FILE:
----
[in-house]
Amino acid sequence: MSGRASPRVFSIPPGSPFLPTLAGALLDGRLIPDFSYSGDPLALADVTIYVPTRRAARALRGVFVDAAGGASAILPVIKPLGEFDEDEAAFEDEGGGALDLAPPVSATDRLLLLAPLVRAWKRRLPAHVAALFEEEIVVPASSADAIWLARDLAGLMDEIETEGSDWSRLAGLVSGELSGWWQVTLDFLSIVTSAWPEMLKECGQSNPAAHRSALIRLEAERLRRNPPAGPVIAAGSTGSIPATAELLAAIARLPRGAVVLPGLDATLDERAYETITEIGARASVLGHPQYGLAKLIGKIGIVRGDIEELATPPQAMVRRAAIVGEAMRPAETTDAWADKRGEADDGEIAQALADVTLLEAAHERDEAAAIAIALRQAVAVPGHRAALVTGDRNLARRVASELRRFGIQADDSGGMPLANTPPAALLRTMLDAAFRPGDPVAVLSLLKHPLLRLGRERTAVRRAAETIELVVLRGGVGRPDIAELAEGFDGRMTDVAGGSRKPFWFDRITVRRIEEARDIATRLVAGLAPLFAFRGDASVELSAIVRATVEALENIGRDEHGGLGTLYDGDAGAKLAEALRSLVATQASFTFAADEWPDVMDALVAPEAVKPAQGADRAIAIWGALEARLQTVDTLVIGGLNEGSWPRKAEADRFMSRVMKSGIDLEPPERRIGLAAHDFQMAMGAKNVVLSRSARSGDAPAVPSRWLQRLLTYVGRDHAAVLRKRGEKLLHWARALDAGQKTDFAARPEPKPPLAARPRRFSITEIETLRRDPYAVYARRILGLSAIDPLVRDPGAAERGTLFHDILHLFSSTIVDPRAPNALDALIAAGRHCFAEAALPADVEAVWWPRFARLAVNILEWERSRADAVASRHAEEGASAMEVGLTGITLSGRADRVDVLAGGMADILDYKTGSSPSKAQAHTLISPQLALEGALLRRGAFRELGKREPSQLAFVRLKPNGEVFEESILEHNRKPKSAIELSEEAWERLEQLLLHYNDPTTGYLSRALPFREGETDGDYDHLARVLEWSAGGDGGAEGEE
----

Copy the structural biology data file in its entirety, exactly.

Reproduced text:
[in-house]
Amino acid sequence: MSGRASPRVFSIPPGSPFLPTLAGALLDGRLIPDFSYSGDPLALADVTIYVPTRRAARALRGVFVDAAGGASAILPVIKPLGEFDEDEAAFEDEGGGALDLAPPVSATDRLLLLAPLVRAWKRRLPAHVAALFEEEIVVPASSADAIWLARDLAGLMDEIETEGSDWSRLAGLVSGELSGWWQVTLDFLSIVTSAWPEMLKECGQSNPAAHRSALIRLEAERLRRNPPAGPVIAAGSTGSIPATAELLAAIARLPRGAVVLPGLDATLDERAYETITEIGARASVLGHPQYGLAKLIGKIGIVRGDIEELATPPQAMVRRAAIVGEAMRPAETTDAWADKRGEADDGEIAQALADVTLLEAAHERDEAAAIAIALRQAVAVPGHRAALVTGDRNLARRVASELRRFGIQADDSGGMPLANTPPAALLRTMLDAAFRPGDPVAVLSLLKHPLLRLGRERTAVRRAAETIELVVLRGGVGRPDIAELAEGFDGRMTDVAGGSRKPFWFDRITVRRIEEARDIATRLVAGLAPLFAFRGDASVELSAIVRATVEALENIGRDEHGGLGTLYDGDAGAKLAEALRSLVATQASFTFAADEWPDVMDALVAPEAVKPAQGADRAIAIWGALEARLQTVDTLVIGGLNEGSWPRKAEADRFMSRVMKSGIDLEPPERRIGLAAHDFQMAMGAKNVVLSRSARSGDAPAVPSRWLQRLLTYVGRDHAAVLRKRGEKLLHWARALDAGQKTDFAARPEPKPPLAARPRRFSITEIETLRRDPYAVYARRILGLSAIDPLVRDPGAAERGTLFHDILHLFSSTIVDPRAPNALDALIAAGRHCFAEAALPADVEAVWWPRFARLAVNILEWERSRADAVASRHAEEGASAMEVGLTGITLSGRADRVDVLAGGMADILDYKTGSSPSKAQAHTLISPQLALEGALLRRGAFRELGKREPSQLAFVRLKPNGEVFEESILEHNRKPKSAIELSEEAWERLEQLLLHYNDPTTGYLSRALPFREGETDGDYDHLARVLEWSAGGDGGAEGEE